Thailand. After a tumultuous political year in 2008 – for or against the ousted Prime Minister Thaksin Shinawatra – the newly elected government led by the Democratic Party strengthened its position in the general election in January. However, no real stability existed. During a week in March, so many Thaksin supporters outside the Bangkok government offices demonstrated that Prime Minister Abhisit Vejjajiva could not enter his office. In early April, the government was embarrassed for the entire world when protesters stopped a summit within the Southeast Asian organization ASEAN at the seaside resort of Pattaya. Protesters entered the conference hotel and the visiting heads of state and government were forced to take their seat with the help of helicopters. According to countryaah, the protests then continued in Bangkok, where street battles were fought between riot police and protesters for a day. The Thaksin loyalists’ opponents, loosely gathered in the People’s Alliance for Democracy, announced in June that they would formalize their cooperation by forming a new party called New Politics. See ABBREVIATIONFINDER for abbreviation TH which stands for the nation of Thailand.
A little in the shadow of the demonstrations in Bangkok, the conflict in the Muslim-dominated southern provinces continued, albeit on a relatively small scale. An attack on a mosque in June, when ten Muslims were killed during a prayer time, was followed by a series of assaults that demanded at least three casualties.
The Thai monarchy was also unusually high on the eyes, not least when 81-year-old King Bhumibol was hospitalized for a month in the fall. During the year, the government tightened its compliance with the already strict ban on criticism of the royal family. The loud protests against the government also included criticism of the military, which was considered to support the government, and by extension indirect criticism of the king, who often turned out to be on the military side. The government banned thousands of Internet sites that were believed to bring criticism of the monarchy, and the public was invited to comment on royal critics. The editor of one of Thailand’s dominant political Internet sites was arrested by police and charged with having disseminated information that threatened the security of the nation.
In December, some 4,000 members of the hmong ethnic group were deported to Laos, from where they moved after the war in the 1970s. The rejection was carried out despite appeals from, among others, the UN, who feared for their safety in the old homeland where hmong is collectively regarded as traitors because during the war they took a stand for the United States.
The March 2000 election to elect senators by direct election was marked by a host of irregularities. The Electoral Commission discarded 78 of the 200 elected senators who were accused of corruption and fraud. Two of the rejected senators were wives of the Minister of the Interior and Justice respectively. It was the first time that senators were elected by direct elections.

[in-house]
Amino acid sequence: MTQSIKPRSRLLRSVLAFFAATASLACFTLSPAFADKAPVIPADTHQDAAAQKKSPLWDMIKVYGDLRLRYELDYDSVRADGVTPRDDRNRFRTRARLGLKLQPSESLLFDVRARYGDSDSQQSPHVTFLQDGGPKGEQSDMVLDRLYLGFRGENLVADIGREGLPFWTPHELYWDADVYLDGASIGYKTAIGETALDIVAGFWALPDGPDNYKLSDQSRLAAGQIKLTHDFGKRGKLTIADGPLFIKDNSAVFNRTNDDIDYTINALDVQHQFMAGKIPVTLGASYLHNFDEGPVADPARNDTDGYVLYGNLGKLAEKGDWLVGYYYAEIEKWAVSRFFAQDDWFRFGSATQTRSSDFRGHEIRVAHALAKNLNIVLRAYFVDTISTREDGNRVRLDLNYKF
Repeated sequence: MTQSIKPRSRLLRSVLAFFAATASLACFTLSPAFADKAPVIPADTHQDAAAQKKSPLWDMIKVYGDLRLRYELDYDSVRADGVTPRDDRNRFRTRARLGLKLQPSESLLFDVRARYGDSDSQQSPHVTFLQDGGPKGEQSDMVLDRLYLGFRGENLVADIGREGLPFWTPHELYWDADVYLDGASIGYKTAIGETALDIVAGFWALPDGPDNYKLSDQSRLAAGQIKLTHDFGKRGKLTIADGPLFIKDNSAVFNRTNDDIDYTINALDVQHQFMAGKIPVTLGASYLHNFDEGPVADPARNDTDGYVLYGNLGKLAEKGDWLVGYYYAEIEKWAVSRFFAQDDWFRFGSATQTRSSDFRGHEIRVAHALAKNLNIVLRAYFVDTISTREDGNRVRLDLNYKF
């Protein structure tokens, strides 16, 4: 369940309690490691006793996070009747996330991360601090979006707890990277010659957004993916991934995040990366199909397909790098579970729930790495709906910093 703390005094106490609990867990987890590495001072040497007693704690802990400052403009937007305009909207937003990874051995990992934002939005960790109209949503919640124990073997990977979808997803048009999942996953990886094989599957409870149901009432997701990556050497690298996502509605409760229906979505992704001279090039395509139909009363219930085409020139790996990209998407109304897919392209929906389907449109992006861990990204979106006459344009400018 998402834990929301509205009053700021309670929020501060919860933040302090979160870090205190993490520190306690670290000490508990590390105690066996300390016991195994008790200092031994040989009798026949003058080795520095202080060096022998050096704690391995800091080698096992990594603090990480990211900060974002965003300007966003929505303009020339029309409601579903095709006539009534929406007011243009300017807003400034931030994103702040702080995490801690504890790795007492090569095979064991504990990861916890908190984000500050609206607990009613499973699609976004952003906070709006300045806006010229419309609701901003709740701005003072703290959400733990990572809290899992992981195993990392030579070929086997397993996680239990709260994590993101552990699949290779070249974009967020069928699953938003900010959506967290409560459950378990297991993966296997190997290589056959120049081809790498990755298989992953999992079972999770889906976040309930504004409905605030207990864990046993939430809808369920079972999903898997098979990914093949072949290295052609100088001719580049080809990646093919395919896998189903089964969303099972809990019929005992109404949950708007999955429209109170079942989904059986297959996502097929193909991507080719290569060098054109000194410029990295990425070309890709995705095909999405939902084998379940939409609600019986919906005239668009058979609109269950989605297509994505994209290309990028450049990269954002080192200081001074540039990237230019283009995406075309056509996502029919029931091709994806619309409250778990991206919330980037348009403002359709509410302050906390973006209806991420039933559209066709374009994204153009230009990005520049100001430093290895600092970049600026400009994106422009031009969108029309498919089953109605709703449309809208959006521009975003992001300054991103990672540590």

The party Phak Thai Rak Thai (Thais who love Thais, TRT) won the parliamentary elections in January 2001, but did not get an absolute majority. It is led by media mogul Thaksin Shinawatra, who had to settle for 248 of the 500 seats in the elections. Although the election was conducted within the framework of a new constitution designed to reduce the possibility of electoral fraud, accusations of irregularities nevertheless led to the election commission moving the election into 62 districts. In February, parliament elected Shinawatra as new prime minister.
In early 2001, Thai and Burmese forces clashed at the border at Mae Sai-Tachilek, and both countries mutually accused each other of supporting opium-producing militias. Shinawatra had made the fight against drug production and trafficking a top priority for his government, and in May tensions escalated as a result of the presence of more and more North American special forces along the Myanmar border. Their task was to officially train Thai forces in the fight against drug trafficking. In the same month, 20,000 soldiers from the United States and Thailand conducted an annual military exercise not far from the border with Myanmar. In June, Shinawatra traveled to Rangoon to discuss the border problems after the Mae Sai-Tachilek border crossing was reopened.
In August, Shinawatra was acquitted by the Constitutional Court. In December 2000, a subpoena delivered a verdict opposing him. The reason was that he had not given up all parts of his huge fortune when in 1997 he was vice prime minister. If the Constitutional Court had sentenced him, he would have been prevented from engaging in political activities for the following 5 years.
The processing of gems and jewelery suffered a serious setback in early 2002. The US market, which represented 50% of world consumption, collapsed following the terrorist attack on New York in September 2001. For Thailand, which is one of the world’s largest producers, the consequences were very severe. By March 2002, the setback had cost 200,000 jobs.
In tripartite negotiations in India, Thailand and Myanmar agreed in April 2002 on a plan to repatriate ½ million Myanmar illegal immigrants in Thailand. As part of the agreement, all illegal immigrants had to undergo an HIV test. The immigrants who were tested for HIV positive must be separated from the other immigrants and repatriated as part of a special plan.
In July 2003, Thailand repaid loans to the IMF 2 years ahead of time. At the beginning of the year, Shinawatra reopened the war on drugs. Over the following 3 months, 2,500 people suspected of drug trafficking died. According to critics, there was an explosion in the number of murders.